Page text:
Revenue uncertainty triggered by the pandemic could push CIOs with tighter budgets to migrate to cloud resources, according to research company.

Joao-Pierre S. Ruth, Senior Writer

July 15, 2020

4 Min Read
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Now that 2020 is past its midpoint, it seems clear, if not obvious, that spending on IT around the world is down compared with the prior year. Gartner issued a projection that IT spending will reach $3.5 trillion worldwide this year, down 7.3% from spending in 2019. Broken down by categories, devices and data center systems are expected to see the deepest cuts in spending this year at 16.1% and 10.3%, respectively.

John-David Lovelock, research vice president at Gartner, says this reflects the economy under COVID-19 and may continue well afterward. “IT spend is a reaction to revenue uncertainty,” he says.

When the pandemic initially struck, there was little change, Lovelock says. After lockdowns swept across industries, revenue uncertainty gripped the world, he says. The scale of lockdowns could increase that uncertainty, which led to more stringent cuts in IT budgets. National governments have increased their IT spending in various ways, Lovelock says, but many other sectors continue to see diminished revenue. “If we get into the airline industry, the hotel industry, bars and restaurants, the cuts are rather dramatic,” he says.

Lovelock estimates the global airline industry is down about 33.5%, the entertainment industry is down 34%, restaurants and hotels down 24%. “There are some industries dragging IT spending much lower,” he says. Even critical infrastructure sectors such as hospitals, grocery stores, and health insurers are down 2% to 4%, he estimates. The collective revenue uncertainty, Lovelock says, leads to cash freezes that shake up CIO spending. “They stop buying hard things and they start buying services,” he says. That includes slowing new purchases of PCs, laptops, mobile phones, servers, and networking equipment storage.

Licensed software is off 17% this year, Lovelock says, but cloud software is up. “When enterprises come back to revenue certainty, and cash flows come again, CIOs are going to have more IT to do but less cash to do it,” he says. “That will mean cloud.”

Lovelock is not optimistic for a sudden turnaround of economic conditions in the near term. “The economy, particularly in the US, is undoubtedly going to get worse,” he says. “It’s going to get worse more slowly.” States that never really flattened the curve of viral spread, Lovelock says, seem to be losing ground against the pandemic and will be in trouble. When it does become possible to revisit reopening strategies, he says it is unknown if some businesses will be able to operate and cover their costs under the changed levels of activity. With social distancing, restaurants might be able to serve about half of their usual flow of customers, Lovelock says.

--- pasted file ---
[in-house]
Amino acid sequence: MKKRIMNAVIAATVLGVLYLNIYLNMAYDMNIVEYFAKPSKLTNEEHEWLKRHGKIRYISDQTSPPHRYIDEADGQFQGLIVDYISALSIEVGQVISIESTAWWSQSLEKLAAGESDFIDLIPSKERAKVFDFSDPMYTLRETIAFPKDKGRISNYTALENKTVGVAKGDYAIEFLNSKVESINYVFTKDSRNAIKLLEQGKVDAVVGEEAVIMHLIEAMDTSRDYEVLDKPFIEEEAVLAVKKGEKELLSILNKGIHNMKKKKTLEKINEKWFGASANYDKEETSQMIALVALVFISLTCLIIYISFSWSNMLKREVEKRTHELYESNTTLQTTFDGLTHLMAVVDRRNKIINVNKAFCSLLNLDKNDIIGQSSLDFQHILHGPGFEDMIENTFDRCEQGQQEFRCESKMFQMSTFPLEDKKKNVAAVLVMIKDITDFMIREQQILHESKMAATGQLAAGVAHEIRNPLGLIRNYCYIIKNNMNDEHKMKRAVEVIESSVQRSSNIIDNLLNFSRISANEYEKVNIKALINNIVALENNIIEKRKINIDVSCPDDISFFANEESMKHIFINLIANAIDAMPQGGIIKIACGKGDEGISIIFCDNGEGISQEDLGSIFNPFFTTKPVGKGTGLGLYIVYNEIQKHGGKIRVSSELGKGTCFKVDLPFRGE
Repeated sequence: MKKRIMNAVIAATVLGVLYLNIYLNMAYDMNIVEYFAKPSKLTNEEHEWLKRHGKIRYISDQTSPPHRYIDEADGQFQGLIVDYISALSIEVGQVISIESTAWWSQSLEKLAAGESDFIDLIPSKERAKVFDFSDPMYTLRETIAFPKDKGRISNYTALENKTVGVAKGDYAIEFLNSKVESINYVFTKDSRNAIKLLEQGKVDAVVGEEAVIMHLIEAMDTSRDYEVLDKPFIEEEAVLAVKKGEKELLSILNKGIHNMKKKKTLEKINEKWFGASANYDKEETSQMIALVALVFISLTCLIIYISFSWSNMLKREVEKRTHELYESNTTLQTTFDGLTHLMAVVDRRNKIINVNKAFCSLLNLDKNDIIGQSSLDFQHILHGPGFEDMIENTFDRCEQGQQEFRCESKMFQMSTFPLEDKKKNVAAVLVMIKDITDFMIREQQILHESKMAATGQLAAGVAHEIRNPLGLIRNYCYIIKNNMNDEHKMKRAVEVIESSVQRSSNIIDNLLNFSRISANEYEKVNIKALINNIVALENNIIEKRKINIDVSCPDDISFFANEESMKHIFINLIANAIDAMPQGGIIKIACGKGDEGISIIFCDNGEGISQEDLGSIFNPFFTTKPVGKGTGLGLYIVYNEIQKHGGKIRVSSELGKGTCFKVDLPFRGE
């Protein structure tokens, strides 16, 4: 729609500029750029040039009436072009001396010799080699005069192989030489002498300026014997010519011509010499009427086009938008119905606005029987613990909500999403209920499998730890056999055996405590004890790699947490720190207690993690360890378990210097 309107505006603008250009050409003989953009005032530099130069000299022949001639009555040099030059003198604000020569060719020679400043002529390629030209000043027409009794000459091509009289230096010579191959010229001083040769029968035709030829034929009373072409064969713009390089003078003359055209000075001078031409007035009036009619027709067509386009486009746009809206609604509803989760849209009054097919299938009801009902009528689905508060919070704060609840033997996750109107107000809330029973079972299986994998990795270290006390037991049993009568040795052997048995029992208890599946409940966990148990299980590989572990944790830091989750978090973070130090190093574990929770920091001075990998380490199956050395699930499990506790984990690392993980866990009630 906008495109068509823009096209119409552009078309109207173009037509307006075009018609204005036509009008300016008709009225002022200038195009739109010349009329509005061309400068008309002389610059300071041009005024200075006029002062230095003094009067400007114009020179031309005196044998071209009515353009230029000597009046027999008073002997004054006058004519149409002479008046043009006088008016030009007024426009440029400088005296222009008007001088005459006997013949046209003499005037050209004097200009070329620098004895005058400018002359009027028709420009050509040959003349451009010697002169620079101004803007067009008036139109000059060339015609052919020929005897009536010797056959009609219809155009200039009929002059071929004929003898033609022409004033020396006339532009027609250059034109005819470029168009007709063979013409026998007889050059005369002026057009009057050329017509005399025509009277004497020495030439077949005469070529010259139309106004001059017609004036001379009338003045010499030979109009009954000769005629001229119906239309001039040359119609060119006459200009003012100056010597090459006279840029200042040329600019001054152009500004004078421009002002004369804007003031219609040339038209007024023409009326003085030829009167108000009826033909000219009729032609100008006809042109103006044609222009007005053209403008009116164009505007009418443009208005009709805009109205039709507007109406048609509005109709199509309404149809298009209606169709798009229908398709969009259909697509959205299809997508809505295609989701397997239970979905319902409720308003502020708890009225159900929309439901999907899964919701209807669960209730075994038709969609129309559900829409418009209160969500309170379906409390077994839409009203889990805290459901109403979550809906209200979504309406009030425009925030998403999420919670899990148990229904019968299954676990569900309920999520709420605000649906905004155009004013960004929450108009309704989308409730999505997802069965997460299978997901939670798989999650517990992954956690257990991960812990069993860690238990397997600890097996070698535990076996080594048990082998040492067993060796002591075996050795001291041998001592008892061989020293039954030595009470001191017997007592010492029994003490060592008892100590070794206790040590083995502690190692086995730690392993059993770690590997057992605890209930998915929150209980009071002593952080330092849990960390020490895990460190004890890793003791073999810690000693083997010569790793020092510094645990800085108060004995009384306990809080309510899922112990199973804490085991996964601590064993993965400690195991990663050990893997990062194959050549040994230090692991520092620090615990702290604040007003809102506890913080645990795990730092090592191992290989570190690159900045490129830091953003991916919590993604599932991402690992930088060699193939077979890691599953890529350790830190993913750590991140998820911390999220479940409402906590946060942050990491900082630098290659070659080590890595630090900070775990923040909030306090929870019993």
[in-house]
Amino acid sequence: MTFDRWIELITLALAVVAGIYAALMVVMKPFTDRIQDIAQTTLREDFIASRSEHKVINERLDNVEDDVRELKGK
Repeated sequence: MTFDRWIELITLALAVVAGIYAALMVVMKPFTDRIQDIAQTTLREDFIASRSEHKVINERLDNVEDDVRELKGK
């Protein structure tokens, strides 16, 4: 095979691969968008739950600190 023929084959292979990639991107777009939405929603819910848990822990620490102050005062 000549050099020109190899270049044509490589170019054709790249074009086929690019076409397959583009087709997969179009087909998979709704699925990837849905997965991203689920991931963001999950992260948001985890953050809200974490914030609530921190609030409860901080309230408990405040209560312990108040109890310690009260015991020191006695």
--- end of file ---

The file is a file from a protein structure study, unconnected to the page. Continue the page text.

Businesses might rethink staffing levels, product make up, and other options to adjust their revenue flow, he says, but it still raises questions about being able to make rent. “There are many industries and corporations that will not be able to operate profitably at less than 100% of what they used to do,” Lovelock says. It might be easier for some companies to file for bankruptcy than fight with the debt burden of being closed for months, he says.

Companies will have to move forward with new technology, Lovelock says, which may include reassessing the IT they deploy and leverage. “Organizations that were already farther along the digital road are doing better than those that are not,” he says.

Domino’s, for example, deployed multiple ways to order pizza through social media, their app, and website and has done well, Lovelock says. Television broadcasters have adjusted, he says, but streaming services such as Netflix, Amazon Prime, and Hulu have thrived. Likewise, online retailers have done well compared with struggles that brick-and-mortar companies face under the pandemic. “Since they can’t bounce back to analog they have to bounce forward to digital,” he says.

Naturally, there will be variations by industry in the amount of digital that can be incorporated into a business model, Lovelock says. A complete move to digital might not be possible for some companies. Still, he expects more businesses to pursue various remote substitutes for face-to-face interactions.

Lovelock says Gartner continues to monitor and assess this fluid situation and should publish its next forecast in three months. The histogram IT spending impact is as wide as it has ever been because of the uncertainty COVID-19 has brought, he says. “2020 is a year like the world has never seen for IT,” Lovelock says. “There are no touchstones. There are no comparators. 2009 was nothing like this. In 2009, every industry slowed down a bit. In this one, a few industries have been hammered but every industry has been affected.”


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About the Author(s)

Joao-Pierre S. Ruth

Senior Writer

Joao-Pierre S. Ruth has spent his career immersed in business and technology journalism first covering local industries in New Jersey, later as the New York editor for Xconomy delving into the city's tech startup community, and then as a freelancer for such outlets as TheStreet, Investopedia, and Street Fight. Joao-Pierre earned his bachelor's in English from Rutgers University. Follow him on Twitter: @jpruth.

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